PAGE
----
was a proper subject matter for patent protection under the patent statute.
Patenting is likely to continue to play an important role in shaping
biotechnology as gene cloning becomes more routine. Whether the principle
of patenting genes is morally or ethically correct is a matter of intense
debate (Gladwell, 1995). On the one hand are those that see all biological
material as belonging to God and therefore cannot be owned by an individual
or company (Gladwell, 1995). On the other hand are those that see patents
as a spur to the process of discovery and development of socially
beneficial products and believe that the real ethical lapse would be "for
geneticists, having conceived of technologies with vast and immediate
therapeutic value, not to try to bring them to market  as quickly as
possible" (Gladwell, 1995)
        Meanwhile, while the debate rages on, scientists are increasingly
patenting valuable genetic discoveries and are working with private
companies to develop the invention into a commercial product. This article
focuses on a method to compensate developing countries' contributions while
at the same time encouraging commercial development of potentially valuable
crops for agriculture.

The Xa21 gene
        Rice is the most important staple food in the developing world and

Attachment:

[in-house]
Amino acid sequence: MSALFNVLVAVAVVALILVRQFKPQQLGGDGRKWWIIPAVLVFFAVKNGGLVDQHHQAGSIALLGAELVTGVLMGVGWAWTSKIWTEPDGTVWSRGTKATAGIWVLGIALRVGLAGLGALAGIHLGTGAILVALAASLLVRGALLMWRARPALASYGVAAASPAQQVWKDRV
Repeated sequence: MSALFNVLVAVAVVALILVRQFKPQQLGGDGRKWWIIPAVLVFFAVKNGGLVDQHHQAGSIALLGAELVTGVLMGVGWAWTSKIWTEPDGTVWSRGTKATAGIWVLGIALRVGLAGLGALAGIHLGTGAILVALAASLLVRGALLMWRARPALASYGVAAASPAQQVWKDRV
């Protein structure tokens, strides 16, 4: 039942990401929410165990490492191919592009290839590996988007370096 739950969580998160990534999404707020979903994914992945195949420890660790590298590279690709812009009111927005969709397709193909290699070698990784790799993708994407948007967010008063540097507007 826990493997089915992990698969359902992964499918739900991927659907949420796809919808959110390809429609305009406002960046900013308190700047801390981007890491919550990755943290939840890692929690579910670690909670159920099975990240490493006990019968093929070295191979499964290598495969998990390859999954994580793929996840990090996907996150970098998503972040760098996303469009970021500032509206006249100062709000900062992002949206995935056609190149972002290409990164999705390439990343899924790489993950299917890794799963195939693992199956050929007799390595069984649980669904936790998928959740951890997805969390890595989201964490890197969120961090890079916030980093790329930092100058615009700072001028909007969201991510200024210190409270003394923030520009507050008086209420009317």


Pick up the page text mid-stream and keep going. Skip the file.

improvements in rice yield  have a significant impact on global food
production. It is estimated that 50% of the potential yield of the world
rice crop is lost to diseases caused by bacteria, fungi and viruses. One of
the most serious bacterial diseases of rice in Africa and Asia is bacterial
blight caused by Xanthomonas oryzae pv. oryzae (Xoo). Bacterial blight is
one of the oldest recorded rice diseases and has been problematic for over
a century. The discovery and cloning of the rice Xa21 disease resistance
gene which confers resistance to diverse Xoo isolates, provided a test case
to develop a strategy for  collaborative innovation and commercialization
of new rice varieties as well as to develop a strategy for compensation.
        In 1977, Dr. S. Devadath, of the Central Rice Research Institute in
Cuttack, India, identified an individual of the wild species of rice, O.
longistaminata, that was highly resistant to all tested isolates of the
bacterial blight pathogen, Xoo, in India. O, longistaminata is an African
perennial rice that is found as a weedy associate of cultivated rice in